Summer is wedding season, when brides and grooms walk down the aisle to become husband and wife. Wedding traditions vary by region and cultural background, but most weddings have a few things in common. There’s a ceremony with an exchange of vows, a group of witnesses, and a party afterwards. Most receptions feature many toasts delivered by parents or by the wedding party. Public speaking is tough, and lots of people don't know where to start writing a speech. Here’s how to write a great Christian wedding toast.
To understand how to write a wedding toast for a Christian marriage, we need to understand what the Bible says about marriage in Genesis, chapter two. The story begins with God making the first man. He forms the man out of the ground, and he breathes life into him. When the man gets up, God says, “It is not good that the man should be alone; I will make him a helper fit for him. ”
Until this point, when God looked at his creation, it was always good. Genesis, chapter one repeats the phrase, “And God saw that it was good,” after every day of creation. For the first time in creation, something is not good. The man was alone. Since God wanted his creation to be perfect, he needed to fix the problem.
After parading all the animals before the man, God does not find a suitable helper. He puts Adam to sleep, pulls out a rib, and creates the first woman from it. When Adam wakes up, you can hear the joy in finally meeting his wife. “This at last is bone of my bones and flesh of my flesh; she shall be called Woman, because she was taken out of Man.”
The author of Genesis interrupts his story to teach us about marriage. “Therefore a man shall leave his father and his mother and hold fast to his wife, and they shall become one flesh.” God united the first man and woman as one flesh, and he does the same in every single marriage since that day. They are no longer two individuals. They are one flesh, whether they are married in a church or a courthouse. God makes two people one.
Christ and the Church
The Apostle Paul calls this a mystery, but not the kind of mystery that takes a detective to solve. It is a concept that is beyond our full understanding, how two can become one. But he also says that this same idea, that the two become one flesh, applies to Christ and the church. The Bible consistently describes God’s relationship with his people as a bride and groom. The New Testament focuses that on Christ, the groom, coming to his bride, the church.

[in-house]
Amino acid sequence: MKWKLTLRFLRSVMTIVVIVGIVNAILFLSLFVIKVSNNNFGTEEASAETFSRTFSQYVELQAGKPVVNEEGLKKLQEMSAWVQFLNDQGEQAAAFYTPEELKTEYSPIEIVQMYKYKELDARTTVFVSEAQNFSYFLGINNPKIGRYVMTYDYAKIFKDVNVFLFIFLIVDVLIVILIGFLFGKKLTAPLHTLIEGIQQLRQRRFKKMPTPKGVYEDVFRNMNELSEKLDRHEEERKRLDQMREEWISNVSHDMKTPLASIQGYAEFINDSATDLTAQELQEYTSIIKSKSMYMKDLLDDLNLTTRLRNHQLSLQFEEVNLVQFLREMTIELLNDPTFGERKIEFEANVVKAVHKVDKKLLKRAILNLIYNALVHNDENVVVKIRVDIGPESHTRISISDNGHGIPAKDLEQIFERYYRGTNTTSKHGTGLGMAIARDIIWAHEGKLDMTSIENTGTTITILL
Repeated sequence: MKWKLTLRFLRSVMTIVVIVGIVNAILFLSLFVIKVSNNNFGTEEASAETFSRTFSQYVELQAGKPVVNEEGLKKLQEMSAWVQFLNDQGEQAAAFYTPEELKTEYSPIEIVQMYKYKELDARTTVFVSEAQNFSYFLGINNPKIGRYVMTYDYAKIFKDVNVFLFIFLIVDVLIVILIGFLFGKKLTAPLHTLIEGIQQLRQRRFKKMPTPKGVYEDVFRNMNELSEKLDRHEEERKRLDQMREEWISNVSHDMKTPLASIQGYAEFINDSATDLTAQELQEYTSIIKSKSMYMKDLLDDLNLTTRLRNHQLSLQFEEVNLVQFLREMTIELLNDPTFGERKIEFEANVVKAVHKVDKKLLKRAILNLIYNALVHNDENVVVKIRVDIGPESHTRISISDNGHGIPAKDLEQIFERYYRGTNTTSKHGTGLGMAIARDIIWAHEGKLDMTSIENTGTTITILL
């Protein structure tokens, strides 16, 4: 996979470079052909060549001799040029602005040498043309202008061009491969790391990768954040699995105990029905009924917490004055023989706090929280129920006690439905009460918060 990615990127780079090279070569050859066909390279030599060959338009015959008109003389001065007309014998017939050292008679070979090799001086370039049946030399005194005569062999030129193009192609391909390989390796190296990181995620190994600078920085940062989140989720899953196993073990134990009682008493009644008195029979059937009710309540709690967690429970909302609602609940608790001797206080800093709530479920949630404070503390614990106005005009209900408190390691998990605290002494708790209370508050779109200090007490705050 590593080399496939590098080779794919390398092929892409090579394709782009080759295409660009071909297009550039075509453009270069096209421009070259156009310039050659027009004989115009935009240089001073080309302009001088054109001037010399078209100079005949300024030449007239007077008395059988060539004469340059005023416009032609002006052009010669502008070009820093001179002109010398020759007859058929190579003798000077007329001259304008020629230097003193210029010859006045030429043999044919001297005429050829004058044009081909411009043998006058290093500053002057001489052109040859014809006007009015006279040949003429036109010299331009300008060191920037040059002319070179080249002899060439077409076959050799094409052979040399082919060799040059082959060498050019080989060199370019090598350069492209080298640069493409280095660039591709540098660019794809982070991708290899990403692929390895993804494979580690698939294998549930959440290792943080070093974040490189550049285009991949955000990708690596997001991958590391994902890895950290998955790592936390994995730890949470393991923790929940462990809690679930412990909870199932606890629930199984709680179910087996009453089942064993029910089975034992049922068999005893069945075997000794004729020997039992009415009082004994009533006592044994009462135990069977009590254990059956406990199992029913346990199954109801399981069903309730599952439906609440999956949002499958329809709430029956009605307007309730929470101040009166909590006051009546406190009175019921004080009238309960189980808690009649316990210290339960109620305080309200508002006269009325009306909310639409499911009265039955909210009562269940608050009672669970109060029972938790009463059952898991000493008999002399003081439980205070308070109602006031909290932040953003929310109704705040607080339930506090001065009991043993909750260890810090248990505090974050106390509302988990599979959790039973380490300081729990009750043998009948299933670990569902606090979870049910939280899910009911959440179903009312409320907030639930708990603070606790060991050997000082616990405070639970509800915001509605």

The relationship between the two helps us to understand what God does in marriage. Jesus unites with the church as one flesh, giving her everything that he has. Through this mysterious unity, the church receives Christ’s holiness, his status as a member of God’s family, his riches, and his eternal life. Because the church is one with her groom, we are all saved.
When a bride and groom are married, we see this beautiful image of Christ and the church, and we learn about marriage by seeing what Christ does for his bride. When you are formulating your own Christian wedding toast, it should include something about what God has done to bring the two together, and how he blesses them with salvation in Christ.
Follow A Simple Outline
No one wants to hear a wedding toast that’s all theology, though. Wedding speakers ramble, because they have so much to say about the bride and groom. They want to tell every great story and to make sure everyone understands the depth of their feelings for the couple. A long toast is too much for the audience to hear and understand. A simple, short outline focuses your words so the audience will easily understand you.
Here’s a simple outline that will work every time:
When you are writing the toast, keep everything focused on the bride and groom and how God supports them. Everyone wants to hear about the couple, not that hilarious story from camp. They don’t need to know about previous boyfriends, girlfriends, or spouses. They don’t need to hear about your or your interests. Everything should point to God’s work in their marriage.
Keep It Short
To be effective, your toast should be less than four minutes long. By this time, the guests have sat through a wedding ceremony, they’ve patiently waited for the wedding party to arrive, and they are impatiently waiting for the fun to begin. They will listen to several toasts before or after yours as well.
If you keep your toast short, you can focus on one single message, keep the audience’s attention, and share your feelings about the bride and groom effectively. The longer you go, the less likely you will have a focused message.
Practice, Practice, Practice
Once you have prepared your toast, practice a lot. If you feel comfortable, memorize it. The best way to present your most heartfelt emotions is to comfortably speak them. That takes practice. If you don’t have to think about what you are saying, everything will seem more natural. Plus, you will be able to look the bride and groom in the eye while you are speaking. It will make your toast more memorable both for you and for them.
Leo Tolstoy began Anna Karenina, “Happy families are all alike; every unhappy family is unhappy in its own way.” The same can apply to wedding toasts. Good toasts generally follow the same rules, but bad ones find unique ways to fail every time. Follow these guidelines, and you will have an interesting wedding toast that points to God’s work for the couple.
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